How can the United States bridge math proficiency gaps? Ensuring equitable opportunities for students to receive adequate preparation and access to advanced math is critical to the equation. This is due to the clear benefits of learning advanced math in high school, such as increased options for majoring in science, technology, engineering, and mathematics, higher rates of college acceptance, and greater opportunities for college scholarships and financial aid. Despite these benefits, a significant portion of high school students are either not being offered the opportunity to take or are opting out of advanced math courses. A recent report from RAND identified gaps in students’ opportunities to access advanced math and provided recommended support to address these gaps.
This report utilized data from nationally representative surveys of teachers and school leaders in kindergarten through grade 12 during the 2021-2022 school year. The findings indicated that fewer advanced math courses were offered in small high schools, rural high schools, and high schools primarily serving historically marginalized communities, and that uneven access to advanced math started before high school. In addition, math teachers who worked in high-poverty schools were likely to report skipping standards-aligned content and replacing the skipped content with material from prior grade levels. A large proportion of K-12 math teachers expressed the need for additional support in delivering high-quality math instruction.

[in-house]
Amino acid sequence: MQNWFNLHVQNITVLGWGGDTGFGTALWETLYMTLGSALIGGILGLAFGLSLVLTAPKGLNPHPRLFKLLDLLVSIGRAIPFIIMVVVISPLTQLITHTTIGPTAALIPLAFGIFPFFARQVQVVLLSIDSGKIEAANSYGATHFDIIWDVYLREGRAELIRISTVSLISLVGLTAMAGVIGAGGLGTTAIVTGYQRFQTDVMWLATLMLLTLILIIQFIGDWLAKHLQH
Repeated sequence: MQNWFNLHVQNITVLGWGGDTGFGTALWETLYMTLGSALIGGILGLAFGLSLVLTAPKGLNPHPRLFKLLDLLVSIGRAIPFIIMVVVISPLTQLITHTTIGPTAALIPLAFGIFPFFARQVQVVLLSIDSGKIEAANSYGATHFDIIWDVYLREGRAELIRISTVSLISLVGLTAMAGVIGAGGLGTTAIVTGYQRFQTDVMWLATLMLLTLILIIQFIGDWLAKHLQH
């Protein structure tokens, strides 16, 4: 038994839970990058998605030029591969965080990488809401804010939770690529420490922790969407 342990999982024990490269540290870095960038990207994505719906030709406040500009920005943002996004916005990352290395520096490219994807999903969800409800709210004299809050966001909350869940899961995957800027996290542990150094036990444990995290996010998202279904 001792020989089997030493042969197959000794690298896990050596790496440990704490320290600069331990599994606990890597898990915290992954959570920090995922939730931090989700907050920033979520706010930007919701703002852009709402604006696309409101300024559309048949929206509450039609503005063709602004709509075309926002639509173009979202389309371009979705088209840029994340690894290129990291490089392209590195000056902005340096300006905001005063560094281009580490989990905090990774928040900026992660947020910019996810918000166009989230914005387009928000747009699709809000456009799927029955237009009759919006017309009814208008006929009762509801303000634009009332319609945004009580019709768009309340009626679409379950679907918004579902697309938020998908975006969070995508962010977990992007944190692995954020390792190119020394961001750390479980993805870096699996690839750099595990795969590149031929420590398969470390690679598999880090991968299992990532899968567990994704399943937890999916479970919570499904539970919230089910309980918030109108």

The authors recommend the following to policymakers and education leaders: First, school districts should allocate funding towards implementing high-dosage tutoring programs for economically disadvantaged high schoolers; Second, education leaders should support teachers with high-quality training and standards-aligned curriculum materials; Third, district leaders should collaborate with regional colleges to make high-quality advanced courses accessible for all high school students; Fourth, education leaders and teachers should establish transparency in communication regarding the importance of course-taking.
Source (Open Access): Wolfe, R. L., Steiner, E. D., & Schweig, J. (2023). Getting Students to (and Through) Advanced Math: Where Course Offerings and Content Are Not Adding Up. RAND Corporation. https://www.rand.org/pubs/research_reports/RRA827-10.html